By: Steph Phenix
Associate Director & Foster
At the end of this year’s service trip I struggled to find the words to summarize my experience. How do I describe the feeling of watching the project we planned over the past 4 months finally being executed? How do I express how I felt when I watched 55 of my rescue friends come down the escalator at the airport full of excitement and energy and ready to work? Or what it’s like to get up at 5:30 am every day to load supplies for different shelters, only to be back at the hardware store at 9:00 pm that same night? Can I really describe the roller coaster of getting a key to a city right before learning a puppy I fell in love with needs to be euthanized because he is too sick? How can I explain how I found the strength to hold back tears when we all left dogs behind at the shelters, when I don’t even understand that strength myself?
Planning the trip takes an incredible amount of work by many people, all who gave up their evenings and weekends researching products, visiting shelters, planning events, and finding solutions for our shelters’ many needs. The 2019 stats blow previous years out of the water: 62 volunteers traveled on their own dime, stayed in the homes of 18 generous hosts, raised more than $78,000 and worked their tails off in 13 locations in only 6 days. They cleaned, built dog houses, painted, dug gravel paths, built benches, went door to door to talk about spay and neuter, and most of all, fell in love with dogs.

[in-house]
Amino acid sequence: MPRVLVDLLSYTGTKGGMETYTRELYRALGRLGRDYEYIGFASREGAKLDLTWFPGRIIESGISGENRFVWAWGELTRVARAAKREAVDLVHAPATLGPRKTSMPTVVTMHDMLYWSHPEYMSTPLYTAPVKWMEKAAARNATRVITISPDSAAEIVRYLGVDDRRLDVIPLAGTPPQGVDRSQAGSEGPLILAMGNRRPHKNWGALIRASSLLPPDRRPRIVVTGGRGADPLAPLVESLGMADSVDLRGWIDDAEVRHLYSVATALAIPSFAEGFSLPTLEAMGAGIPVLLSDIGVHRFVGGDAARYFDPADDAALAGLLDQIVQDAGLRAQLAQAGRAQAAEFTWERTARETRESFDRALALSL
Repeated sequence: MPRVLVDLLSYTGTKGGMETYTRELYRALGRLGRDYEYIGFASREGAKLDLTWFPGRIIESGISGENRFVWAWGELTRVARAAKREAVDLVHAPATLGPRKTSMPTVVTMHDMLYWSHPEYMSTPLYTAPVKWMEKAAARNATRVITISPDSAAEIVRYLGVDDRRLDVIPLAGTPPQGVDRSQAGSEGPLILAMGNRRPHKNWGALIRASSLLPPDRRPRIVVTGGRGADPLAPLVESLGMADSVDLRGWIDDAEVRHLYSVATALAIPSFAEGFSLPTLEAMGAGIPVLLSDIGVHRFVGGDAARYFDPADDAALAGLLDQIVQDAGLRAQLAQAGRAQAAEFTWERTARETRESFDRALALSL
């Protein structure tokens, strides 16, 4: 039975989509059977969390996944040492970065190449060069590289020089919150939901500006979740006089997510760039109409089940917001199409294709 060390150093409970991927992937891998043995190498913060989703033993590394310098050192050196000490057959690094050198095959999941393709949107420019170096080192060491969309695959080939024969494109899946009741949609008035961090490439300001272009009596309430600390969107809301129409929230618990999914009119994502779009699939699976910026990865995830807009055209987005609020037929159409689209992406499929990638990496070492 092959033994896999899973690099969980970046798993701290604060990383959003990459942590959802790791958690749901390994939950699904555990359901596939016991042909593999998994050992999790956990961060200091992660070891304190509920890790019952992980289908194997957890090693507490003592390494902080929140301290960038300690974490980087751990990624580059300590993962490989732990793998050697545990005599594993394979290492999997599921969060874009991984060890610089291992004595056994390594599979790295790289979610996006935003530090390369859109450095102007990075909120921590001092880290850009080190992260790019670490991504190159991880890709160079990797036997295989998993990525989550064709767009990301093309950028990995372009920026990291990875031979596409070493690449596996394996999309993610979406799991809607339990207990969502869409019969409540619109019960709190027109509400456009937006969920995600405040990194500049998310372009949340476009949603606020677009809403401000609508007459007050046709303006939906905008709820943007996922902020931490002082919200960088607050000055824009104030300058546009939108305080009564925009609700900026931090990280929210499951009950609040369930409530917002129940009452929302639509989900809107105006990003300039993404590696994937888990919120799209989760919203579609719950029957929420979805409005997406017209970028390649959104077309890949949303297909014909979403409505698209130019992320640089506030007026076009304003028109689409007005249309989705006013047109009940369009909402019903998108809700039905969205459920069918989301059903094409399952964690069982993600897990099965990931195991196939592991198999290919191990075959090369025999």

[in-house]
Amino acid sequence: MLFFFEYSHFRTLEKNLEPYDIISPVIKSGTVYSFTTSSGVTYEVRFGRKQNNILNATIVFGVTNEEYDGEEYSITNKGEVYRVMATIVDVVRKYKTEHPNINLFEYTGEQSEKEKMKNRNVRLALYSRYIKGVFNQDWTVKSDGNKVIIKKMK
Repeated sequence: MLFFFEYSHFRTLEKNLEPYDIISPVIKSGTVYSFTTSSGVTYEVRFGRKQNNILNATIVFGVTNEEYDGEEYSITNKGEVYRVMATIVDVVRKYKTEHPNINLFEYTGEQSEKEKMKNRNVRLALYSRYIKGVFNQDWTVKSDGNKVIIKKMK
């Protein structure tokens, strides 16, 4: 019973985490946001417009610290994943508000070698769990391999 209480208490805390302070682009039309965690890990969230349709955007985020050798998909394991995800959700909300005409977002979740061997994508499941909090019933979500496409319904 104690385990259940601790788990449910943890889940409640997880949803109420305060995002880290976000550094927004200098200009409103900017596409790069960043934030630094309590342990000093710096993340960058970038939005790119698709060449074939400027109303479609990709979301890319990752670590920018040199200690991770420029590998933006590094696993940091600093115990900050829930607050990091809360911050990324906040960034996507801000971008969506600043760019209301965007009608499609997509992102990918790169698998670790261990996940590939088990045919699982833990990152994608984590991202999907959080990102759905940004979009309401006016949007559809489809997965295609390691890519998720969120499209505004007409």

Not every dog we meet in the shelter on the trip will make it to rescue, which is tough for all of us, north and south, to accept. Last Hope K9 Rescue and our partners take as many as we can, but sometimes it seems like it will never be enough. During the trip, we focus on making sure that all dogs have an awesome day and get to go back to a clean kennel when it is over.
This trip isn’t easy. It’s physically grueling and emotionally draining, day after day. If you like to sleep in, it’s not for you. It’s long days in the sun and heat, with bugs and sometimes mice and snakes. It’s meeting many dogs you may never see again. We wear ourselves out completely, just to get up and do it again the next day.
Why? Because the dogs need us. Because we are their voice. Because we are their comfort. Because we can, and we will do it all over again next year.